The Money Room: Cold Calls Pay Off

This entry is part 13 of 14 in the series The Money Room
Reading Time: 2 minutes

The Money Room is a bit of history written by John Kerr, John Carver, and Sam Tyler whose fundraising careers at WGBH spanned three decades.

By Sam Tyler

By 1972, WGBH owned the top tier of public television programming across America. Number one was Masterpiece Theater, carried by 199 stations. Close behind was The Advocates with just six fewer stations on board. But in 1975, The Advocates’ five season run ended; the show ran into funding problems and was cancelled. 

Peter McGhee, head of national public affairs programming, was determined to bring The Advocates back.

In 1977, he asked Development to help him assemble a funding package. While McGhee gathered up CPB, station, and WGBH programming money, it fell to us to come up with about one million dollars.

This type of urgent challenge made the job fun. One day I’m on air begging for pledges at 492-1111, the next I’m out in Lexington at Raytheon asking for local underwriting, and the next I have to wonder where can I possibly help find the money for the return of one of public television’s most revered programs.

In Development, it’s important to visualize the end result, rather than the immediate need. This way things do not seem so impossible. We were motivated by the idea that the show would return, that WGBH would have yet another programming coup, and that the entire organization would gear up to help move it along through production. The large staff meetings, where so much information was passed, and the occasional parties in Studio A, added to the sense that the organization was a winner.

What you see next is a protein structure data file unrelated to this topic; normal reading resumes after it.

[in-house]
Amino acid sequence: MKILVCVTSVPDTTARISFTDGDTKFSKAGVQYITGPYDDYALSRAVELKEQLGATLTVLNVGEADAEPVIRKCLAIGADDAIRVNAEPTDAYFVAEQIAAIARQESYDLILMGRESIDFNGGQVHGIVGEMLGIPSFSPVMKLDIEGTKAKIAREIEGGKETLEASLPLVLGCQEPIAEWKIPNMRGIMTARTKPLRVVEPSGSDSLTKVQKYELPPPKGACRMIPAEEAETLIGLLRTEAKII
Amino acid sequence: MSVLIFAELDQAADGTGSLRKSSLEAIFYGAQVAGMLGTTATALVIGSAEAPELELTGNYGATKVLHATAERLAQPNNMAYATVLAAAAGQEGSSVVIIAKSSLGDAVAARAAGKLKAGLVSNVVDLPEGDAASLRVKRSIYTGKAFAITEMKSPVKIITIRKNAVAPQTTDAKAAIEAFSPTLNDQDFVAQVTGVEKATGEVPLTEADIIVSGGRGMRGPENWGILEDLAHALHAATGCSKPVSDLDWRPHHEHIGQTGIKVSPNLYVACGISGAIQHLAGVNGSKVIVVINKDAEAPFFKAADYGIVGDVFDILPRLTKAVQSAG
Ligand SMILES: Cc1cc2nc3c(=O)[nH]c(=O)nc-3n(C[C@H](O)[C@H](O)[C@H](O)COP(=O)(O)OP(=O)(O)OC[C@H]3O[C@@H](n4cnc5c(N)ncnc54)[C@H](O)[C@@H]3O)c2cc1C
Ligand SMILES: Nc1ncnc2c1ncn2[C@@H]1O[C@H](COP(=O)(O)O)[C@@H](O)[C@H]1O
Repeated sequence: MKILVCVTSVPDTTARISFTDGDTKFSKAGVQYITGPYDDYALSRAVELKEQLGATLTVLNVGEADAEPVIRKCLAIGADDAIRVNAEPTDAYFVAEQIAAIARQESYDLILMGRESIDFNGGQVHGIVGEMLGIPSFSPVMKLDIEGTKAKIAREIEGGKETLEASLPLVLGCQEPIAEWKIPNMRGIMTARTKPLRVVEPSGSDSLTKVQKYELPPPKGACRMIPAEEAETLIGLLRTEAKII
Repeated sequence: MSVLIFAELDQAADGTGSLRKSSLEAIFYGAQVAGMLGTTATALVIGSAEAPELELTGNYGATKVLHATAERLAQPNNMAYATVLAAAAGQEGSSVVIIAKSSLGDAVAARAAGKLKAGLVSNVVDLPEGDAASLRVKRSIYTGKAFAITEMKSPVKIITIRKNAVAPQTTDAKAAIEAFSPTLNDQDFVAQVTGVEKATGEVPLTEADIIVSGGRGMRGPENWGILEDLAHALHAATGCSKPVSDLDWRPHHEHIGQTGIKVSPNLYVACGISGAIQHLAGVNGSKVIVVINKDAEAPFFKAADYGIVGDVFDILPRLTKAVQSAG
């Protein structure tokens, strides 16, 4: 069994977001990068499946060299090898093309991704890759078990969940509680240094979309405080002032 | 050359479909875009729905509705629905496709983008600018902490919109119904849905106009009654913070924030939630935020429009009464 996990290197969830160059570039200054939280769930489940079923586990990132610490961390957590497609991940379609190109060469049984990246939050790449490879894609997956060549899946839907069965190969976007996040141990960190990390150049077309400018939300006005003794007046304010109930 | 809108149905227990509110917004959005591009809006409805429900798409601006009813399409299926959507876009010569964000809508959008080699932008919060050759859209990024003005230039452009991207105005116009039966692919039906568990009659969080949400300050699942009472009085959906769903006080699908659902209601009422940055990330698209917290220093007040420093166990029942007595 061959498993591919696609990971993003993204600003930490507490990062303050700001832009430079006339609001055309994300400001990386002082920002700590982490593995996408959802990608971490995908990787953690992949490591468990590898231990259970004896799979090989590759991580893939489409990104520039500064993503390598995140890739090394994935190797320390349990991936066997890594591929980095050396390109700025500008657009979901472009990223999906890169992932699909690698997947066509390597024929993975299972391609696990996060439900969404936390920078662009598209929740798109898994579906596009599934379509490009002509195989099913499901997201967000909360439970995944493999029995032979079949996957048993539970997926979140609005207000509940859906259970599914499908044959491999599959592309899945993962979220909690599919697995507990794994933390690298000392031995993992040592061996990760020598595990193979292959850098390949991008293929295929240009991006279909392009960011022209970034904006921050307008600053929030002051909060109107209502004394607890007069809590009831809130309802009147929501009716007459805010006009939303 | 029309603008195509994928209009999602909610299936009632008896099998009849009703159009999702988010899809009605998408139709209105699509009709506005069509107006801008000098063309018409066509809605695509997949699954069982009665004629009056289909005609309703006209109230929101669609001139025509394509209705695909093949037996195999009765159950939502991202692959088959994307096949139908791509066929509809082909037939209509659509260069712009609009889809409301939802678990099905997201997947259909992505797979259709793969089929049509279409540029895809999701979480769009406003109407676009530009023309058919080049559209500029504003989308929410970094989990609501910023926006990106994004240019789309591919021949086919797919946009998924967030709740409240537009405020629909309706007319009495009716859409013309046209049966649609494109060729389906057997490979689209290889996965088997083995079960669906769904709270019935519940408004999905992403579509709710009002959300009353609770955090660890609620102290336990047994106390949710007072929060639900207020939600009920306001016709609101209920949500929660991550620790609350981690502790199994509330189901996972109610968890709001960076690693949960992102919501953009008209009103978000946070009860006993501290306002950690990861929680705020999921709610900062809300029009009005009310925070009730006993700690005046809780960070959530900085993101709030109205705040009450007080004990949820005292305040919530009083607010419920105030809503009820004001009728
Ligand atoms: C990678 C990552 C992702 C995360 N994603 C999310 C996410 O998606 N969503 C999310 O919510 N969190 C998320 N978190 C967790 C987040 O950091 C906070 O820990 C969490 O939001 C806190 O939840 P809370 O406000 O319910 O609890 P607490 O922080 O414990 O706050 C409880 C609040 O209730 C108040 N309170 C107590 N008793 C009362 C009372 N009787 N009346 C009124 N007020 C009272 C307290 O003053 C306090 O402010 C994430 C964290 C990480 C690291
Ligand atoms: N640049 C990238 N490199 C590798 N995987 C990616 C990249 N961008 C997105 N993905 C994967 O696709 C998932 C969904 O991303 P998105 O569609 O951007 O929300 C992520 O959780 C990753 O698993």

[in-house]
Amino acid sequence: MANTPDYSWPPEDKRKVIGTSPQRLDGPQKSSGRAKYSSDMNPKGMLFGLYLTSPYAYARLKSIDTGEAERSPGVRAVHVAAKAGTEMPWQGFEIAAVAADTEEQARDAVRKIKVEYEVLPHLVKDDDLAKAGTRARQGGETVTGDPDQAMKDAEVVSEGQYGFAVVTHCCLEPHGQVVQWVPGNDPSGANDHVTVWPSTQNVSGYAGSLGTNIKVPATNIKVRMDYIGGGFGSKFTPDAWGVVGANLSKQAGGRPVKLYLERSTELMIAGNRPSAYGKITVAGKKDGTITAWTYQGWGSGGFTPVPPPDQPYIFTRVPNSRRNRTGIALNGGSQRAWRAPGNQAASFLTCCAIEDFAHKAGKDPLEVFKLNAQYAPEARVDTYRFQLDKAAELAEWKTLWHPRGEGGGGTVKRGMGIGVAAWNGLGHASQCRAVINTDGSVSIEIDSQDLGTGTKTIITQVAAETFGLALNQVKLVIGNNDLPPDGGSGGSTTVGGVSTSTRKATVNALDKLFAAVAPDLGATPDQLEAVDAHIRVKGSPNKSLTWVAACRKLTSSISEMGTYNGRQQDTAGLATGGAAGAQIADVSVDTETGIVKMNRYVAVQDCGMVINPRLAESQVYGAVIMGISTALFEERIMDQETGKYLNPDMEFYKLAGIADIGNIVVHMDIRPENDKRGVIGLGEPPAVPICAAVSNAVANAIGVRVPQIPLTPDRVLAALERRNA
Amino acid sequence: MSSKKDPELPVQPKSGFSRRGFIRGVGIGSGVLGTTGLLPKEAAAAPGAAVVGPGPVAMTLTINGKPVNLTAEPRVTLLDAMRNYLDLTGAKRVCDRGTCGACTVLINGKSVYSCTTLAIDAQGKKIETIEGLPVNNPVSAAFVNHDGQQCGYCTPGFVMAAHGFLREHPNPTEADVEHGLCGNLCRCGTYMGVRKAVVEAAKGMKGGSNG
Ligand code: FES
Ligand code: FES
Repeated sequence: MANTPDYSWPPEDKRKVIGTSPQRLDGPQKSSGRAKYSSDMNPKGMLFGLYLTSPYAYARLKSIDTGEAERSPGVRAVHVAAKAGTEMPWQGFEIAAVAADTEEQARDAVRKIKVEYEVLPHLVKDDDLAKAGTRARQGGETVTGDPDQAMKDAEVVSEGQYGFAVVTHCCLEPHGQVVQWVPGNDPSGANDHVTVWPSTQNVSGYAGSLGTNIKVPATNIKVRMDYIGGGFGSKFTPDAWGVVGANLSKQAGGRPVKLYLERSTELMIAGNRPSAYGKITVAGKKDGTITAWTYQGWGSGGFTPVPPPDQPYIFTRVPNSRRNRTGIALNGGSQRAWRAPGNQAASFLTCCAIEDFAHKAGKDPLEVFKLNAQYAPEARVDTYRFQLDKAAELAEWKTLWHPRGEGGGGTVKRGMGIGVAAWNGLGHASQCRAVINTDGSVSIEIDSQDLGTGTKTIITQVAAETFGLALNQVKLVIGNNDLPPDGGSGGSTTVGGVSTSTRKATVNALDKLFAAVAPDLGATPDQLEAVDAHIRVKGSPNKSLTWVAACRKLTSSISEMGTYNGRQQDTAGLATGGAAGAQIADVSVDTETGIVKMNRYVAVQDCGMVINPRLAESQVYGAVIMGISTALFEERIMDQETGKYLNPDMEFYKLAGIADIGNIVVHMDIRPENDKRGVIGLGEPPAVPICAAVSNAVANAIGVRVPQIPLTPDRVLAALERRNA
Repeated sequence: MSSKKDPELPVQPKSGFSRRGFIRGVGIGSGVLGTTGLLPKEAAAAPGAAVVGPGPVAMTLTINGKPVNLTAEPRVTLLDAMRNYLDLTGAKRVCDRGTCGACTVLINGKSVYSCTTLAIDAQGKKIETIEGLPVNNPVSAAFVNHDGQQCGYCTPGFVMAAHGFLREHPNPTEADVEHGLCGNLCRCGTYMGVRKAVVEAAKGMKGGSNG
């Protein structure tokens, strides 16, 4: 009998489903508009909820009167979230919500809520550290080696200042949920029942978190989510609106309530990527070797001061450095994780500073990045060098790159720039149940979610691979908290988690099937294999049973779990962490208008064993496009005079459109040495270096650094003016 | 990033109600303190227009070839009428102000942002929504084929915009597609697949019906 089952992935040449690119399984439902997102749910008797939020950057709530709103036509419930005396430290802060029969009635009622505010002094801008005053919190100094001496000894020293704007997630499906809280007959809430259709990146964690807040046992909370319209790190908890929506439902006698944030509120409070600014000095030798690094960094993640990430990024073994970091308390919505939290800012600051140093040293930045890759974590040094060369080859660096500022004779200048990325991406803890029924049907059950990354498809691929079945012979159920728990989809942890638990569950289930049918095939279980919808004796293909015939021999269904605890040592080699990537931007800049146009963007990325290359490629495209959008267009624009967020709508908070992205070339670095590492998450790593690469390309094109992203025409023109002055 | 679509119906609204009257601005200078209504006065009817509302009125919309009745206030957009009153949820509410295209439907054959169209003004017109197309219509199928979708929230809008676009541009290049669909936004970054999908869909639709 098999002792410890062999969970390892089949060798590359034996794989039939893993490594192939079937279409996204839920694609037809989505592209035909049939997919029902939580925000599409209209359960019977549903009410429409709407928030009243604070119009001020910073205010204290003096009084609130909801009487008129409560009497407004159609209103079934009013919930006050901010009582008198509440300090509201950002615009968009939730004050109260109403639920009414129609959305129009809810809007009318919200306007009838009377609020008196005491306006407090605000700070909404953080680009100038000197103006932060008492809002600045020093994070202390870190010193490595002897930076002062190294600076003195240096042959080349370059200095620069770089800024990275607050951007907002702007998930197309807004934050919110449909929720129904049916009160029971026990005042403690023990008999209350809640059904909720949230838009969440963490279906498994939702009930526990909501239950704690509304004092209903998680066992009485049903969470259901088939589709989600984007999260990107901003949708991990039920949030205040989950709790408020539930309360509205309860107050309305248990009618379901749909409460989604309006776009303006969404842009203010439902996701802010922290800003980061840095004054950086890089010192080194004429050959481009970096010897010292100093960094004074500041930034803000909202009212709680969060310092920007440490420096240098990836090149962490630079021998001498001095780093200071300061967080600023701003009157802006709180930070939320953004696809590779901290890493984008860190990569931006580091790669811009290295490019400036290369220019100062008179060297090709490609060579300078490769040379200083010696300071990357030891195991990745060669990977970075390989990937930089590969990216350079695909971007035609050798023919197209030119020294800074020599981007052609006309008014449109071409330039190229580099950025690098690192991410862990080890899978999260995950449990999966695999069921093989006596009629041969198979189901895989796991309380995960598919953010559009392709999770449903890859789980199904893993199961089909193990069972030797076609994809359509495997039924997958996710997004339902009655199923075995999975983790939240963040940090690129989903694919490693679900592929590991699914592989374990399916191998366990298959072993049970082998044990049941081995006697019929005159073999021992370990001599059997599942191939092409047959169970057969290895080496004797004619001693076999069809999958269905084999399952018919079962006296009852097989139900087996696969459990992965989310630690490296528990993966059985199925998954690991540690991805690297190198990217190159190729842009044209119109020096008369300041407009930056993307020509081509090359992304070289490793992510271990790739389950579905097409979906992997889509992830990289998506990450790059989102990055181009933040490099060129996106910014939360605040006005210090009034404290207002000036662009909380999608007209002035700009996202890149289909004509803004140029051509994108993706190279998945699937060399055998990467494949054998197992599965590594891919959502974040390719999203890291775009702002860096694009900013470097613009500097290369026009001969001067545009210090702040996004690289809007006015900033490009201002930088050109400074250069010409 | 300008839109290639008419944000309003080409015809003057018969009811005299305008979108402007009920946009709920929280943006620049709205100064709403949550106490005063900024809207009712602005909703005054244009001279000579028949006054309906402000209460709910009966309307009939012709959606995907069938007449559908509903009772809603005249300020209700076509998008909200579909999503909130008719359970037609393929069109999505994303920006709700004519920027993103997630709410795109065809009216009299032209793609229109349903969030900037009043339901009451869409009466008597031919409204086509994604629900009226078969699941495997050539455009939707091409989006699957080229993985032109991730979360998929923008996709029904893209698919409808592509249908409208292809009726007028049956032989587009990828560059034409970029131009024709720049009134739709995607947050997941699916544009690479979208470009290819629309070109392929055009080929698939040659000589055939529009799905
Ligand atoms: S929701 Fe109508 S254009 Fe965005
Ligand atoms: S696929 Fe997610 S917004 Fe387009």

One needs to be stoked in this manner because cold calls, I believe, are very intimidating. Fear of rejection is not a good fear to have. Whom do I call? Why? Is this the right person? Can I wrangle a meeting? That was always the key – get yourself into an office and you might have a chance.

Luck was with us on this one. A cold call to William White, President of The Charles Stewart Mott Foundation led to a meeting in Flint, Michigan. A grant for $600,000 followed. This was good, meaning we only had $400,000 to go.

Figuring that the PBS audience would be attractive to Merrill Lynch, I cold called Jim Walsh in corporate advertising. Again, I lucked into a meeting in New York City and a commitment for $300,000 came soon after.

Nancy England, a key member of our team, brought in more foundation support — again a cold call — and The Advocates was back on the air.

Read more entries in The Money Room series.

Special thanks to Gene Mackles for the series wordmark.

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